Solo show from July 3 to September 22, 2019,
Chapelle du Quartier Haut, Sète, France.

Isidro Guerra


Color Film, 355’
Director : François Daireaux
Editing : François Daireaux
Sound : François Daireaux
Mix : Gil Savoy


Text by Philippe Saulle

The natural time of a long now

François Daireaux has the demanding nature of someone receptive to the world, and the infinite patience required by a gentle form of empathy, a powerful but tender gaze at our crazy world. The central character of this film is Isidro. In simple, clear speech, he broaches every question shaking our contemporary world: the scandalous, toxic supremacy of globalized multinationals and financialization, the cultural catastrophe of religious proselytism, the danger of climate change and displacement, the vicious cynicism of overfishing, the folly or ignorance of discrimination on the grounds of gender, race or ethnic origin, pollution, overconsumption and of course the terrifying throes of nature, with its angry storms, floods and earthquakes.
The artist’s eyes wander over time, without acceleration or effects, capturing slow movements in the grey and green waters of the Pacific shores, or the market crowds, and staring with unusual insistence at Isidro in his green hammock, his body a heavy, immovable sculpture. He returns regularly to his land and its legends, its struggles and tragedies. We have the impression he is telling us the story of a long-gone age in a world where time does not get lost but drifts away in simple gestures and mindful senses. François Daireaux’s film does not dilate time. It is natural and unhurried, unlike time in our cities, where music, images, memory, knowledge, speech and so much more is compressed. In Alvaro Obregon, a fishing village in the Isthmus of Tehuantepec, south-east of Mexico City, time goes by normally, naturally.
The landscape is filmed flush with the horizon on these immense lagoons where solitary fishermen spread their nets. The fish are rare. In the distance loom the ghostly wind turbines that have stirred up protest. The sight and sound of the calm water on which hesitant birds seem to be treading furtively, standing tall like the perches of dry wood casting fragile, sombre lines on the grey-blue ocean. Sometimes in the evening light, the water becomes a crackling screen with white noise verging on abstraction. A single man is walking in the water. These solitudes alternate with Isidro’s voice. We hear the sound of the lagoon, almost a natural silence, and once again his calming voice. In the half-light of his run-down house, he continues his tale. Are you filming?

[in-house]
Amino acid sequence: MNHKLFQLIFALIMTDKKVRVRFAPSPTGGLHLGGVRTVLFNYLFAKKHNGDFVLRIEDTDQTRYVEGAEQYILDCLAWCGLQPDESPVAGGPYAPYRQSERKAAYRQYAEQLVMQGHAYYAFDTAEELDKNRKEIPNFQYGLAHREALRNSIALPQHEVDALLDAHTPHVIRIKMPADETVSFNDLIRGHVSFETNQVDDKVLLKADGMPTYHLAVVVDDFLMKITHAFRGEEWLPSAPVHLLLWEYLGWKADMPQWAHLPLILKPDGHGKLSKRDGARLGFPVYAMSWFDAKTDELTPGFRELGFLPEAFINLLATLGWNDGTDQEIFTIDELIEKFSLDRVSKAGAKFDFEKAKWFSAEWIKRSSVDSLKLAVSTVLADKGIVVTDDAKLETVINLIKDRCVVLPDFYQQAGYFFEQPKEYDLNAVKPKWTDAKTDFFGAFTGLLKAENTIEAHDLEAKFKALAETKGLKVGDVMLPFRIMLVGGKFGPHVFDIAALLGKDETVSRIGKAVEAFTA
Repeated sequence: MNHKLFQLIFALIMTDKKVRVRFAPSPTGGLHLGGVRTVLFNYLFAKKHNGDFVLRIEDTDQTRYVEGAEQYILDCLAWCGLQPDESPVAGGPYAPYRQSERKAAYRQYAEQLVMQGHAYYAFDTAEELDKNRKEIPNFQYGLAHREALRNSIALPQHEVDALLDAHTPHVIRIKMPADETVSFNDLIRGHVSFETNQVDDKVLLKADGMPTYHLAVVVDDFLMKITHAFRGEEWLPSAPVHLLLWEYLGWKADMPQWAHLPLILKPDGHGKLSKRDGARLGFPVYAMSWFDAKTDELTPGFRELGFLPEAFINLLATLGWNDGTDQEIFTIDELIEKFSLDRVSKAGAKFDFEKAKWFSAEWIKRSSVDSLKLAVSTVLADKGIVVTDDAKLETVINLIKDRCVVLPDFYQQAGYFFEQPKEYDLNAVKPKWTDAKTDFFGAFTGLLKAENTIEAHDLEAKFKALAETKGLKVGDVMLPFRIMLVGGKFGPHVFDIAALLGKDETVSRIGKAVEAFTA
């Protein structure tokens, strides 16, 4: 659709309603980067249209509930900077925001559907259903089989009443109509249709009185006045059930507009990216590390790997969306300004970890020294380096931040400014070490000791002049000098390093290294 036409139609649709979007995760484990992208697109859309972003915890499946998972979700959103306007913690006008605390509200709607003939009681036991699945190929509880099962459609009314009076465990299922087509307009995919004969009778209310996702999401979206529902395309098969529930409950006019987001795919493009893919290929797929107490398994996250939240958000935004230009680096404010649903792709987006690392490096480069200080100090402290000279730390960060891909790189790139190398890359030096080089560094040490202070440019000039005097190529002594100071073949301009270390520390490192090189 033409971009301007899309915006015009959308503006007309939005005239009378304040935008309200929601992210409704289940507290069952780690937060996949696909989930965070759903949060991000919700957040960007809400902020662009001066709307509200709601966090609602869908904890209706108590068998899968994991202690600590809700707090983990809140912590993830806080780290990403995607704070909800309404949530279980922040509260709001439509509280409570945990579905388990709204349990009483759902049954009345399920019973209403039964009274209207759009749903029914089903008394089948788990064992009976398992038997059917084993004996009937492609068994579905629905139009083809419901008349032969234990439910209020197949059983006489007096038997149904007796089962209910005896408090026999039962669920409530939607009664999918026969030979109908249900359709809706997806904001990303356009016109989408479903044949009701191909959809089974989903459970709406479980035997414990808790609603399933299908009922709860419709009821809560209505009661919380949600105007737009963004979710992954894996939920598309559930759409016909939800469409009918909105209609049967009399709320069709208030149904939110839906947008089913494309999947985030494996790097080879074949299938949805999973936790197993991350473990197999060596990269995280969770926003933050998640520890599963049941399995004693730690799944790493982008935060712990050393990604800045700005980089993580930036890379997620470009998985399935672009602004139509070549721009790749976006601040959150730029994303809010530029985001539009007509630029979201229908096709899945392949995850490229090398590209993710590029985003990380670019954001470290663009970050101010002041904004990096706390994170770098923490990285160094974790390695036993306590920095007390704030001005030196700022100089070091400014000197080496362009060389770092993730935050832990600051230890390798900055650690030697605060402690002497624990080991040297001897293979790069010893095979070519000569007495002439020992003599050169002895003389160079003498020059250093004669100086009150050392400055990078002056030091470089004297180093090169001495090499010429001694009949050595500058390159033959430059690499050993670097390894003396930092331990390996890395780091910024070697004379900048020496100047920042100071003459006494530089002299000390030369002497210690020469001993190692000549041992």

The vital importance of elders handing down knowledge to the younger generations. The sparrowhawk, a variety of traps, and long nets that need to be checked and mended daily. Days spent fishing. The seasons. The weather. Time. The moon. The winds. The current. Colour and the memory of water. The wind once again. Men in the water or on land with the same ease, the same calm.This is how we work.
Mexico is populated with ancient myths and age-old beliefs. Chimeras imprisoned in vast caves, telluric mysteries, fantastic tales, unspeakable realities and unbearable truths. General Heliodoro Charis Castro, born nearby in Juchitan de Zaragoza, sometimes returns in Isidro’s words, a hero of the Indian resistance against a panicked central power at the dawn of the twentieth century during the infamous Cristero War. Still today, the headlines announce that in Alvaro Obregon, there have been violent clashes between the locals and the police. The authorities were attempting to lift the blockade preventing the construction of a 140-turbine wind farm on the sacred lands of the Huave people.